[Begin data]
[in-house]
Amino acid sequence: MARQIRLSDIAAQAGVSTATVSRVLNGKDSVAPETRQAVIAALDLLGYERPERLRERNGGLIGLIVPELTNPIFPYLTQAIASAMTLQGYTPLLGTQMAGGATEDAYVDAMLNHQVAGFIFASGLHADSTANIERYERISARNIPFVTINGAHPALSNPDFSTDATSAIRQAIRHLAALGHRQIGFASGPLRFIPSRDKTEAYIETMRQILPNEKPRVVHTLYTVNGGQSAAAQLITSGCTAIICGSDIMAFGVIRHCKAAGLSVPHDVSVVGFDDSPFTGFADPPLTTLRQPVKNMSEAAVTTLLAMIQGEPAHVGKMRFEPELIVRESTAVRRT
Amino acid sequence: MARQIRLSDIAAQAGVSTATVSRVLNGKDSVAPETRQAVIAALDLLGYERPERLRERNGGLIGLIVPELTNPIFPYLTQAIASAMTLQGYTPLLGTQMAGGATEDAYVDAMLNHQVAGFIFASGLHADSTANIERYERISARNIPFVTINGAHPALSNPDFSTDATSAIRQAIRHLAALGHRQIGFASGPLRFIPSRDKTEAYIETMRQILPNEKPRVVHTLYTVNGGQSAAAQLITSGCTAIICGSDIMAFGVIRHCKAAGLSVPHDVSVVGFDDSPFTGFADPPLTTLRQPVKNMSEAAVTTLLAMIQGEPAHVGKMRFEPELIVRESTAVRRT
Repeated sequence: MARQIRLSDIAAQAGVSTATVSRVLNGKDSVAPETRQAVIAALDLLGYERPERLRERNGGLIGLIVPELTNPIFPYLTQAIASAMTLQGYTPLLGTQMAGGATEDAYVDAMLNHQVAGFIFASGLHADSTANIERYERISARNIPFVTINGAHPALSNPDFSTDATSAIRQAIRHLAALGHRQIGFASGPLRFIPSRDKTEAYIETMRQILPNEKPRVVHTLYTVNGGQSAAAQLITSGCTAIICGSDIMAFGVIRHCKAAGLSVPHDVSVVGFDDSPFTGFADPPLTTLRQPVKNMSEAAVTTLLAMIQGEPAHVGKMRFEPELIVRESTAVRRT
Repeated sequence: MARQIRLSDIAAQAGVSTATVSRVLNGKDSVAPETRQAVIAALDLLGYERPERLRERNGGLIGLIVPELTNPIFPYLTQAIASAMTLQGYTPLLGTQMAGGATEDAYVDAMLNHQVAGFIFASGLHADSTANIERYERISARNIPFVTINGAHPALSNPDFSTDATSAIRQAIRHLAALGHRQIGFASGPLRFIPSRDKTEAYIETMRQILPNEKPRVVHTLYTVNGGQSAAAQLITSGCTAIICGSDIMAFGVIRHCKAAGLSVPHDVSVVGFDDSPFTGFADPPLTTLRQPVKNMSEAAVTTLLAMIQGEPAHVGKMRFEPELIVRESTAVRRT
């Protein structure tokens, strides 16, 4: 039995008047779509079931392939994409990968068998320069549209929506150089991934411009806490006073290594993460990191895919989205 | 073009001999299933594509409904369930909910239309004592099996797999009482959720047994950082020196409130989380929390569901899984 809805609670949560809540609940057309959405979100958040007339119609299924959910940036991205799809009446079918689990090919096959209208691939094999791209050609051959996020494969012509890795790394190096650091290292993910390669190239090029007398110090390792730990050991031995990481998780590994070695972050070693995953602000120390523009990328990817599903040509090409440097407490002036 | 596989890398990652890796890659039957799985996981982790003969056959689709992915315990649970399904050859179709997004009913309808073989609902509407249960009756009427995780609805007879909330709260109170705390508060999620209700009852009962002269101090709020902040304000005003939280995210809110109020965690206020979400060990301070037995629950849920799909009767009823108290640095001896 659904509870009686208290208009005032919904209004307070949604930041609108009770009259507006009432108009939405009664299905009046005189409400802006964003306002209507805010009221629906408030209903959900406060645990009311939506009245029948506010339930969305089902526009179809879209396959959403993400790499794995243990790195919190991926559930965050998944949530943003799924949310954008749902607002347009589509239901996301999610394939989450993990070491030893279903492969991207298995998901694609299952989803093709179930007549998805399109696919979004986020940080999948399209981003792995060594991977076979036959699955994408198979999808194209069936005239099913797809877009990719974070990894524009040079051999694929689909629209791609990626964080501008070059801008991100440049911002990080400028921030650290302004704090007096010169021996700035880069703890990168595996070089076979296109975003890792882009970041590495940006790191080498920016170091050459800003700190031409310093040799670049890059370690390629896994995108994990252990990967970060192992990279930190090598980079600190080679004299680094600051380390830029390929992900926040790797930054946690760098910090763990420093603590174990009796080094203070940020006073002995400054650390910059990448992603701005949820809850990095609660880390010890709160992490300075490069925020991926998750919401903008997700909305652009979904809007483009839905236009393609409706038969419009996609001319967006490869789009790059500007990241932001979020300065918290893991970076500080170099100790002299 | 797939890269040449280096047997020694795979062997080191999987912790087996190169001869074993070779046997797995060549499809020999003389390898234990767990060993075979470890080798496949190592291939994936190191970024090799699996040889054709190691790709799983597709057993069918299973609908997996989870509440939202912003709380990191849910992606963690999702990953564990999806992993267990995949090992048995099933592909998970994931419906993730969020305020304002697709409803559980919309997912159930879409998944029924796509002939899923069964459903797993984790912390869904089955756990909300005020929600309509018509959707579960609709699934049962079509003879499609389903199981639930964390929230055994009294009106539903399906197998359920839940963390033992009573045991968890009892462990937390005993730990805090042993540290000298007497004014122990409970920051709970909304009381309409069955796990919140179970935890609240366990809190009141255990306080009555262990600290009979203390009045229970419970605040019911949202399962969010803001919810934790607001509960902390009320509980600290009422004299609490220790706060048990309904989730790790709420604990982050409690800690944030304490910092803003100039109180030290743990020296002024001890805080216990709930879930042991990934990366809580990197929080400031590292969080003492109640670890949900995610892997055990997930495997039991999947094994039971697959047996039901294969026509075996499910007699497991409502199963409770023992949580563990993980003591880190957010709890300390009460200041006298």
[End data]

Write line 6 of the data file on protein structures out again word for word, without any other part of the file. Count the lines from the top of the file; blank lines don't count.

């Protein structure tokens, strides 16, 4: 039995008047779509079931392939994409990968068998320069549209929506150089991934411009806490006073290594993460990191895919989205 | 073009001999299933594509409904369930909910239309004592099996797999009482959720047994950082020196409130989380929390569901899984 809805609670949560809540609940057309959405979100958040007339119609299924959910940036991205799809009446079918689990090919096959209208691939094999791209050609051959996020494969012509890795790394190096650091290292993910390669190239090029007398110090390792730990050991031995990481998780590994070695972050070693995953602000120390523009990328990817599903040509090409440097407490002036 | 596989890398990652890796890659039957799985996981982790003969056959689709992915315990649970399904050859179709997004009913309808073989609902509407249960009756009427995780609805007879909330709260109170705390508060999620209700009852009962002269101090709020902040304000005003939280995210809110109020965690206020979400060990301070037995629950849920799909009767009823108290640095001896 659904509870009686208290208009005032919904209004307070949604930041609108009770009259507006009432108009939405009664299905009046005189409400802006964003306002209507805010009221629906408030209903959900406060645990009311939506009245029948506010339930969305089902526009179809879209396959959403993400790499794995243990790195919190991926559930965050998944949530943003799924949310954008749902607002347009589509239901996301999610394939989450993990070491030893279903492969991207298995998901694609299952989803093709179930007549998805399109696919979004986020940080999948399209981003792995060594991977076979036959699955994408198979999808194209069936005239099913797809877009990719974070990894524009040079051999694929689909629209791609990626964080501008070059801008991100440049911002990080400028921030650290302004704090007096010169021996700035880069703890990168595996070089076979296109975003890792882009970041590495940006790191080498920016170091050459800003700190031409310093040799670049890059370690390629896994995108994990252990990967970060192992990279930190090598980079600190080679004299680094600051380390830029390929992900926040790797930054946690760098910090763990420093603590174990009796080094203070940020006073002995400054650390910059990448992603701005949820809850990095609660880390010890709160992490300075490069925020991926998750919401903008997700909305652009979904809007483009839905236009393609409706038969419009996609001319967006490869789009790059500007990241932001979020300065918290893991970076500080170099100790002299 | 797939890269040449280096047997020694795979062997080191999987912790087996190169001869074993070779046997797995060549499809020999003389390898234990767990060993075979470890080798496949190592291939994936190191970024090799699996040889054709190691790709799983597709057993069918299973609908997996989870509440939202912003709380990191849910992606963690999702990953564990999806992993267990995949090992048995099933592909998970994931419906993730969020305020304002697709409803559980919309997912159930879409998944029924796509002939899923069964459903797993984790912390869904089955756990909300005020929600309509018509959707579960609709699934049962079509003879499609389903199981639930964390929230055994009294009106539903399906197998359920839940963390033992009573045991968890009892462990937390005993730990805090042993540290000298007497004014122990409970920051709970909304009381309409069955796990919140179970935890609240366990809190009141255990306080009555262990600290009979203390009045229970419970605040019911949202399962969010803001919810934790607001509960902390009320509980600290009422004299609490220790706060048990309904989730790790709420604990982050409690800690944030304490910092803003100039109180030290743990020296002024001890805080216990709930879930042991990934990366809580990197929080400031590292969080003492109640670890949900995610892997055990997930495997039991999947094994039971697959047996039901294969026509075996499910007699497991409502199963409770023992949580563990993980003591880190957010709890300390009460200041006298």